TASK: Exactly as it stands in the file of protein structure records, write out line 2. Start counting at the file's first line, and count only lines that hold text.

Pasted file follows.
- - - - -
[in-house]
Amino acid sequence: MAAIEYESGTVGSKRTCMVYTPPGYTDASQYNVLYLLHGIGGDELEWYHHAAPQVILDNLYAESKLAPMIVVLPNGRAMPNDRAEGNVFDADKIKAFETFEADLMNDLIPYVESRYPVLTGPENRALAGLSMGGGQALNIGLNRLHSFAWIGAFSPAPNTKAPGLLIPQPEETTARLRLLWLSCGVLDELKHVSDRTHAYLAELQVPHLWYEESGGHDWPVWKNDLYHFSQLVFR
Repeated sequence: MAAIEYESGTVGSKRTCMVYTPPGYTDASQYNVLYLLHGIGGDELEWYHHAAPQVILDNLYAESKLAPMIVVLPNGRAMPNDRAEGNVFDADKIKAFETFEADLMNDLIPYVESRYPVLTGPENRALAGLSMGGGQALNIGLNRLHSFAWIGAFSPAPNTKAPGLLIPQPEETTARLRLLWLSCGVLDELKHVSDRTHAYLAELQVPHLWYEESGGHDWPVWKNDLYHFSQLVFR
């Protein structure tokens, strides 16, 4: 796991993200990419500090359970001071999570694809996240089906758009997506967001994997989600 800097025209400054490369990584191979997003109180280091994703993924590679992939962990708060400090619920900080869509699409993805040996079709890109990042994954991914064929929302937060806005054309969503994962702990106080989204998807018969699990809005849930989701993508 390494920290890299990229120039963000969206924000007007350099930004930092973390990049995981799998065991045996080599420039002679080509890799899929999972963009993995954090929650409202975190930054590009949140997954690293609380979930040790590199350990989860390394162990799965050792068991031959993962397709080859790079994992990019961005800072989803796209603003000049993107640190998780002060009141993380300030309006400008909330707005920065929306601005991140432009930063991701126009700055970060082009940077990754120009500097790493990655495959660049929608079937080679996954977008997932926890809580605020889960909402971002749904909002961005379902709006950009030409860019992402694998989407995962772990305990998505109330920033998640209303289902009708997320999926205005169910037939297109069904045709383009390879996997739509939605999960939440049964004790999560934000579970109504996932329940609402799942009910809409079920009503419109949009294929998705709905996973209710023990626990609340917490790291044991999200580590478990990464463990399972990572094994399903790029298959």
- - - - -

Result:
Amino acid sequence: MAAIEYESGTVGSKRTCMVYTPPGYTDASQYNVLYLLHGIGGDELEWYHHAAPQVILDNLYAESKLAPMIVVLPNGRAMPNDRAEGNVFDADKIKAFETFEADLMNDLIPYVESRYPVLTGPENRALAGLSMGGGQALNIGLNRLHSFAWIGAFSPAPNTKAPGLLIPQPEETTARLRLLWLSCGVLDELKHVSDRTHAYLAELQVPHLWYEESGGHDWPVWKNDLYHFSQLVFR